This last year many faculty have worried a good deal about the concept of shared governance. The emphasis in their consideration often has been on the principles involved. I share these concerns, but I also want to take a fully pragmatic look at the issue. Here a key question is: what influence does the faculty exert in practice on the governance of the University? This perspective is particularly important now, as a Senate Task Force on Governance begins to study whether our universitywide organization, essentially unchanged for more than 30 years, remains effective for these times.
At the October Board of Regents meeting, a discussion revealed a clear undercurrent of frustration among some board members regarding budgeting and policy-setting at UC. The Regents were presented with the proposed budget for next year (1997-98) in the usual form _ a proposed set of incremental increases over 1996-97 lumped into several broad categories. In this format, the actual allocation of funds to and within each campus is not revealed, even for major academic program areas such as libraries. Nor are there important issues covered, such as how much will be allocated to temporary faculty as opposed to ladder-rank faculty, a ratio that affects faculty workloads and the quality of the students' educational experience. In October, some of the Regents seemed to want details on these kinds of educational issues.
For its part, the Senate historically has been given responsibility by the Regents for academic "quality control," which means jurisdiction over admissions, courses, curricula, and graduation requirements. In line with these responsibilities, Regents Standing Order 105.2 also gives the Senate the right "to advise the President concerning the University budget." In the past, this prerogative has included some meaningful ability to confer at the systemwide level about academic characteristics of the campuses before the administration decided how to make allocations.
UC's new budget initiative has changed that: funds are now allocated to campuses almost completely on the basis of fixed formulae. This decentralized budgeting method brings many potential benefits to campuses, but it also appears to change the linkages between campuses on the one hand, and the Office of the President, the Universitywide Senate, and the Regents on the other. On the surface at least, the last three groups appear to have been dealt out of the oversight game. What they have been left with are a few, basic "accountability" measures regarding the academic and budgetary performance of the campuses. It may be, however, that these measures will increase in number and quality in the months ahead. (See "New Budget Initiative's . . ." on page 1 of this issue.)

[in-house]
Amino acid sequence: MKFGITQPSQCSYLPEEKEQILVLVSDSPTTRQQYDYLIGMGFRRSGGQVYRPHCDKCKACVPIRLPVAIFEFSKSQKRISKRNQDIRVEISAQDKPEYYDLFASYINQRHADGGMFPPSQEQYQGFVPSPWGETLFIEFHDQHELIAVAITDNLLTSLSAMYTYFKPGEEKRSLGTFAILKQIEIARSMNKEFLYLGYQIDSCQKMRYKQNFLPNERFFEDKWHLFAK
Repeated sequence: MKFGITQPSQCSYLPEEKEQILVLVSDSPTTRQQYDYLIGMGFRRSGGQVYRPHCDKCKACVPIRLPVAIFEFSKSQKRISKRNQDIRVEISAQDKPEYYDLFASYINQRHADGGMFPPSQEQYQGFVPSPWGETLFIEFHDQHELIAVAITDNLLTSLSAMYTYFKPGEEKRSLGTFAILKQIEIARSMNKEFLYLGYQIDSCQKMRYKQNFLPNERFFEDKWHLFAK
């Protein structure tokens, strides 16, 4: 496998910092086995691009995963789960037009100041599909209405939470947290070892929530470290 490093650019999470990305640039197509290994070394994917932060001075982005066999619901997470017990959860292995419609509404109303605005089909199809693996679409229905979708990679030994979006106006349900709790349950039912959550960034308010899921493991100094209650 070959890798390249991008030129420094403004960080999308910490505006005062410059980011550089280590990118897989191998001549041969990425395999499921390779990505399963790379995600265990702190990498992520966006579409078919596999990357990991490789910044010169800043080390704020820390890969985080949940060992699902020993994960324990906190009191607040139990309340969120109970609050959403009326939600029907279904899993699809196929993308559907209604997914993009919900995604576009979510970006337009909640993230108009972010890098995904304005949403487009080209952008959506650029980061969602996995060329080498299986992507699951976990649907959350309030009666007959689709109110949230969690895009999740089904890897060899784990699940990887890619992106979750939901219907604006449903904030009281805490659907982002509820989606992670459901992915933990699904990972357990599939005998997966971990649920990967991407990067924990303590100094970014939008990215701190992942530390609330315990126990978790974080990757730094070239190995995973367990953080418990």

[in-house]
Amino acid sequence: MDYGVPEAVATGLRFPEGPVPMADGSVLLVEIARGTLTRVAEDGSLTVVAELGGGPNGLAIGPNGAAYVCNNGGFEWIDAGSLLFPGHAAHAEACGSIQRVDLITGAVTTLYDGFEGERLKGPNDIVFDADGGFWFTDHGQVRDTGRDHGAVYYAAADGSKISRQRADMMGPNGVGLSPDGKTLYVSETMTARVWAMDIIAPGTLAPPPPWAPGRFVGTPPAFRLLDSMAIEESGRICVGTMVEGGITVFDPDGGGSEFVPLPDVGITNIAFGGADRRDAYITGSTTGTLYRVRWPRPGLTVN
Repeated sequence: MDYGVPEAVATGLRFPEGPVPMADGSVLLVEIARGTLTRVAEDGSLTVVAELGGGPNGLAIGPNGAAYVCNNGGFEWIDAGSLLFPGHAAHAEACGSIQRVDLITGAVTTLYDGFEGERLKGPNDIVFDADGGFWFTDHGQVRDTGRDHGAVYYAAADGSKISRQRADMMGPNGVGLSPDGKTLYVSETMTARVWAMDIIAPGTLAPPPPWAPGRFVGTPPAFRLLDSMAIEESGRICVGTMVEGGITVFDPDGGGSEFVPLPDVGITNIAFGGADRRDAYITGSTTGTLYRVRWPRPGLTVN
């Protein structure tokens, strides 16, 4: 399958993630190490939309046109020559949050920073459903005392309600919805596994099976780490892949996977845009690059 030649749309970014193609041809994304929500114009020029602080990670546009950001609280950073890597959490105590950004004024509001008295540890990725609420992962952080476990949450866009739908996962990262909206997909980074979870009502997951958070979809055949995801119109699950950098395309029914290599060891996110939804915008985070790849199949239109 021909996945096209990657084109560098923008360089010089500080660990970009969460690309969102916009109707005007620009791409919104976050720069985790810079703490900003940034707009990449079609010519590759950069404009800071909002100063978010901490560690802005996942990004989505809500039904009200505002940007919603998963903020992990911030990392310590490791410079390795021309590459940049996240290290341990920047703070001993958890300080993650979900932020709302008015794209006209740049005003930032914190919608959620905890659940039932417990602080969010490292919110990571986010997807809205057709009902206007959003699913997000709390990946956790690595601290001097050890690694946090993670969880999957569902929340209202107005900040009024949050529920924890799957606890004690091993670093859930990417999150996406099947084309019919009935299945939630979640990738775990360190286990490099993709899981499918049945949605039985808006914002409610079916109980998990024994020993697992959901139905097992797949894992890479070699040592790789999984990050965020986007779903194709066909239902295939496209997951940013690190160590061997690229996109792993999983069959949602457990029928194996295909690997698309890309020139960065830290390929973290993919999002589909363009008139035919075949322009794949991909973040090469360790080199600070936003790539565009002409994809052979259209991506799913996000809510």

In practice, UCOP, the Regents, and the Senate are differentially affected by these events. The Office of the President will continue to receive information on campus academic programs through many administrative links _ the Council of Chancellors, the Council of Academic Vice Chancellors, standing interactions with campus budget officers, etc. For their part, Regents may decide that they want to be included in a broader budget conversation. They do hold the ultimate control levers as SP-1 and SP-2 remind us. Thus even without independent access to information, they actually are not so badly situated.
The Senate, in this new budgeting era, must ask two questions at minimum: By what mechanisms can we provide substantive advice on the budget at the systemwide level, and how are we to develop information that will allow us to do this? Absent accountability measures that detail campus activities on issues important to faculty, the Universitywide Senate has to rely on divisional representatives to its systemwide Planning and Budget Committee to develop an information base that can inform its advising.
The University annually must make the case that the public's support dollars are being used wisely. The best arguments that this is happening are based on the quality of UC's education and research programs, arguments that address the core of faculty's professional activities. At the universitywide level, we continue to push for effective means to advise on the budget and to influence academics from the perspective of practitioners. In these efforts, a broad-spectrum view of the institution is in the Senate's best interests . . . for that matter, in everyone's best interests.